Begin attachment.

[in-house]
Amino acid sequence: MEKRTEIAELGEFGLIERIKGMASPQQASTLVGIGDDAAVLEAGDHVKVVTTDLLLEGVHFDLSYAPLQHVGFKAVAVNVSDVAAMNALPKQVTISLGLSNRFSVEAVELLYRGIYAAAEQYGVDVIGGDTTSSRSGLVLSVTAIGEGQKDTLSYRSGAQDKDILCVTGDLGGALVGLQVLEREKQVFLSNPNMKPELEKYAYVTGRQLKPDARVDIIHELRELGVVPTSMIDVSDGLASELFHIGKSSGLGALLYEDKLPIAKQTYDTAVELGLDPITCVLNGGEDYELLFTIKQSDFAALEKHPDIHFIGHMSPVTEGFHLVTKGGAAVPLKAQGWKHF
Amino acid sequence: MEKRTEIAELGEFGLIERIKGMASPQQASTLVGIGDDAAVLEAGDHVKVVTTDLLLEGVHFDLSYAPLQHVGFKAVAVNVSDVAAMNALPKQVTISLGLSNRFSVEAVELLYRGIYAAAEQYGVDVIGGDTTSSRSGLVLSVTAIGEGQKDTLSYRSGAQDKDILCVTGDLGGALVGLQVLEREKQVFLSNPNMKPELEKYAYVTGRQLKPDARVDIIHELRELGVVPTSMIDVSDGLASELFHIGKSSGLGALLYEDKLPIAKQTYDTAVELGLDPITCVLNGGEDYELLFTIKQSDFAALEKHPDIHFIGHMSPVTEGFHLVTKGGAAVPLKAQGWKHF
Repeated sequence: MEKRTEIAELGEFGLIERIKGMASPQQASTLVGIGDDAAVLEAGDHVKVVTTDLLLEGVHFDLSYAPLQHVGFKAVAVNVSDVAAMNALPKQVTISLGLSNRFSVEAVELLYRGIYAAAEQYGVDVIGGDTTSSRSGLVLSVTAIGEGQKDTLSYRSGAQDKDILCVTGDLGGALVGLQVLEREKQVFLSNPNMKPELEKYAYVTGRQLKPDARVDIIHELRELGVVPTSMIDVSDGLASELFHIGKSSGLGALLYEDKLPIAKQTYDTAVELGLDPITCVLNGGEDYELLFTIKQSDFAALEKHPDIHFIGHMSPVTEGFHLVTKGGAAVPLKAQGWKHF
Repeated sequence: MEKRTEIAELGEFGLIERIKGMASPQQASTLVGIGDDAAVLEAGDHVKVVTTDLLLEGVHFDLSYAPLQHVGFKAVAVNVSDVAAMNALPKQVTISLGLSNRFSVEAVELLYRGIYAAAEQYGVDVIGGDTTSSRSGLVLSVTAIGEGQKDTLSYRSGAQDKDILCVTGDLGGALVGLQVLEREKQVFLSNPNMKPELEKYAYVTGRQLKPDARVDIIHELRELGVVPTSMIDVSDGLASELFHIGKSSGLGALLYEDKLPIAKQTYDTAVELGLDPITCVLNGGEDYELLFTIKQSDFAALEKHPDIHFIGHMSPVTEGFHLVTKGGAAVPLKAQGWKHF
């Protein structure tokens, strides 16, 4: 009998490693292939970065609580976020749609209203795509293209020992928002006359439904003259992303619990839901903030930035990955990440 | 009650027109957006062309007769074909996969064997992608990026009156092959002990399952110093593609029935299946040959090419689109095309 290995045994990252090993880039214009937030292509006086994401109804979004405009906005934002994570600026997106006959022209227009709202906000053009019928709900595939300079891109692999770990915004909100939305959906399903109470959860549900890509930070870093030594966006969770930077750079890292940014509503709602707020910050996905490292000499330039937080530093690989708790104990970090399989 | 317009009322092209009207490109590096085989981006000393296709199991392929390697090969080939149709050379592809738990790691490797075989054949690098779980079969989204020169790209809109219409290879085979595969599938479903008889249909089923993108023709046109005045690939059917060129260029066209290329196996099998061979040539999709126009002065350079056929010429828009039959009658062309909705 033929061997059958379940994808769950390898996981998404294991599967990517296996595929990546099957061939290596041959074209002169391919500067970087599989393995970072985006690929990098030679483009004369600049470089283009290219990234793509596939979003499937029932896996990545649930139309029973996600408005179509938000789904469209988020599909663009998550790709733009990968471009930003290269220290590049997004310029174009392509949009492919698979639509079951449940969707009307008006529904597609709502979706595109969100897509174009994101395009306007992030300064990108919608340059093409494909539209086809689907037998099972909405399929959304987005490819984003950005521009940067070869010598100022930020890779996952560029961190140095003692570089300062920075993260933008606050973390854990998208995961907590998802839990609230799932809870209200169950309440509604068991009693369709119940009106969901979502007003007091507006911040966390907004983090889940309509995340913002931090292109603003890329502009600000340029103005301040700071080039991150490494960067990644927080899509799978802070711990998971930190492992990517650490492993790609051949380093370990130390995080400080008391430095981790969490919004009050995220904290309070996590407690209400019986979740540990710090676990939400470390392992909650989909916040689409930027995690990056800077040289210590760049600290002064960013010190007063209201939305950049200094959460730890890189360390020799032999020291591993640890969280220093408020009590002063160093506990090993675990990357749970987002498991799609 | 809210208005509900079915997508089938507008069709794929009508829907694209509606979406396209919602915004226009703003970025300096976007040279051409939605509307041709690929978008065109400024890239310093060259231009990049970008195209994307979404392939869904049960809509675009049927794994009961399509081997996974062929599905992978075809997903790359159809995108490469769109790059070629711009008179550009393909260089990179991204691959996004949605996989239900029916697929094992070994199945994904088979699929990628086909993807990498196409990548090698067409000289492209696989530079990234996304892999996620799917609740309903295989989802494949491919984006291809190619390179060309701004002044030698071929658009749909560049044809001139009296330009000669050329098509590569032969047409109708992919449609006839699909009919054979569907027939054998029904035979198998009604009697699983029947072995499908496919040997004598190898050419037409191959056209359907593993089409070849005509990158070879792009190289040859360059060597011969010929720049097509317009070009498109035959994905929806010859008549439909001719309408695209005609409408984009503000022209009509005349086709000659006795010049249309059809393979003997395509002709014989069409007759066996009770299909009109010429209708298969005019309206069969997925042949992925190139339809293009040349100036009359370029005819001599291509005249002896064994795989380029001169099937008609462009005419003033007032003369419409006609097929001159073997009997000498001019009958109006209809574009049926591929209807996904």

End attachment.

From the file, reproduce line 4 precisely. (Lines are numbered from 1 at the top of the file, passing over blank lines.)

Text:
Repeated sequence: MEKRTEIAELGEFGLIERIKGMASPQQASTLVGIGDDAAVLEAGDHVKVVTTDLLLEGVHFDLSYAPLQHVGFKAVAVNVSDVAAMNALPKQVTISLGLSNRFSVEAVELLYRGIYAAAEQYGVDVIGGDTTSSRSGLVLSVTAIGEGQKDTLSYRSGAQDKDILCVTGDLGGALVGLQVLEREKQVFLSNPNMKPELEKYAYVTGRQLKPDARVDIIHELRELGVVPTSMIDVSDGLASELFHIGKSSGLGALLYEDKLPIAKQTYDTAVELGLDPITCVLNGGEDYELLFTIKQSDFAALEKHPDIHFIGHMSPVTEGFHLVTKGGAAVPLKAQGWKHF